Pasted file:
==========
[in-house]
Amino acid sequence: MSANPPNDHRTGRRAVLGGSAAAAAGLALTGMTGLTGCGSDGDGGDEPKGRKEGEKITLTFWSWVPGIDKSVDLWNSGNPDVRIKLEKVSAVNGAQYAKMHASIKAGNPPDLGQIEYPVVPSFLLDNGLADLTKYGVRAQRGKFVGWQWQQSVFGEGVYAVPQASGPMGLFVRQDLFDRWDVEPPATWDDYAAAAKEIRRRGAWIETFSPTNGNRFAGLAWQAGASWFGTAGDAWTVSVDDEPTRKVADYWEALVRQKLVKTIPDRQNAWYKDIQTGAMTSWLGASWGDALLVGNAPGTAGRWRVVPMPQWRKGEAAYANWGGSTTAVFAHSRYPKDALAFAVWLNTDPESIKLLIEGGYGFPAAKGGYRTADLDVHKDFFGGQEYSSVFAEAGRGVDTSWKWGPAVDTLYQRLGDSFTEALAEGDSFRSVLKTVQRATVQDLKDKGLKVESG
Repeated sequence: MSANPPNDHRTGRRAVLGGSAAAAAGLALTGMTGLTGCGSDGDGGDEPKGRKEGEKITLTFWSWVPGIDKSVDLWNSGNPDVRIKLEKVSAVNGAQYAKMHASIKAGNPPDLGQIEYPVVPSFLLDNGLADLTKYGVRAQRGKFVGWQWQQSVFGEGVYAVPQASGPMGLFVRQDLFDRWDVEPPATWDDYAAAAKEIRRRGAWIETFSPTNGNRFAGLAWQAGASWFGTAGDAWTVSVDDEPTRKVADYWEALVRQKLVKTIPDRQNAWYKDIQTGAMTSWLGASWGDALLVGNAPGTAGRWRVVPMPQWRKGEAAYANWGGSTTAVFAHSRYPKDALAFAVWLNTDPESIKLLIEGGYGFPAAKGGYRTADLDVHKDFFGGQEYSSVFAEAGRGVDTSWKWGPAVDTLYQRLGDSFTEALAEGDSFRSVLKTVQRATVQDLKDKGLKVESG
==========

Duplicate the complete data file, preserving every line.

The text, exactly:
[in-house]
Amino acid sequence: MSANPPNDHRTGRRAVLGGSAAAAAGLALTGMTGLTGCGSDGDGGDEPKGRKEGEKITLTFWSWVPGIDKSVDLWNSGNPDVRIKLEKVSAVNGAQYAKMHASIKAGNPPDLGQIEYPVVPSFLLDNGLADLTKYGVRAQRGKFVGWQWQQSVFGEGVYAVPQASGPMGLFVRQDLFDRWDVEPPATWDDYAAAAKEIRRRGAWIETFSPTNGNRFAGLAWQAGASWFGTAGDAWTVSVDDEPTRKVADYWEALVRQKLVKTIPDRQNAWYKDIQTGAMTSWLGASWGDALLVGNAPGTAGRWRVVPMPQWRKGEAAYANWGGSTTAVFAHSRYPKDALAFAVWLNTDPESIKLLIEGGYGFPAAKGGYRTADLDVHKDFFGGQEYSSVFAEAGRGVDTSWKWGPAVDTLYQRLGDSFTEALAEGDSFRSVLKTVQRATVQDLKDKGLKVESG
Repeated sequence: MSANPPNDHRTGRRAVLGGSAAAAAGLALTGMTGLTGCGSDGDGGDEPKGRKEGEKITLTFWSWVPGIDKSVDLWNSGNPDVRIKLEKVSAVNGAQYAKMHASIKAGNPPDLGQIEYPVVPSFLLDNGLADLTKYGVRAQRGKFVGWQWQQSVFGEGVYAVPQASGPMGLFVRQDLFDRWDVEPPATWDDYAAAAKEIRRRGAWIETFSPTNGNRFAGLAWQAGASWFGTAGDAWTVSVDDEPTRKVADYWEALVRQKLVKTIPDRQNAWYKDIQTGAMTSWLGASWGDALLVGNAPGTAGRWRVVPMPQWRKGEAAYANWGGSTTAVFAHSRYPKDALAFAVWLNTDPESIKLLIEGGYGFPAAKGGYRTADLDVHKDFFGGQEYSSVFAEAGRGVDTSWKWGPAVDTLYQRLGDSFTEALAEGDSFRSVLKTVQRATVQDLKDKGLKVESG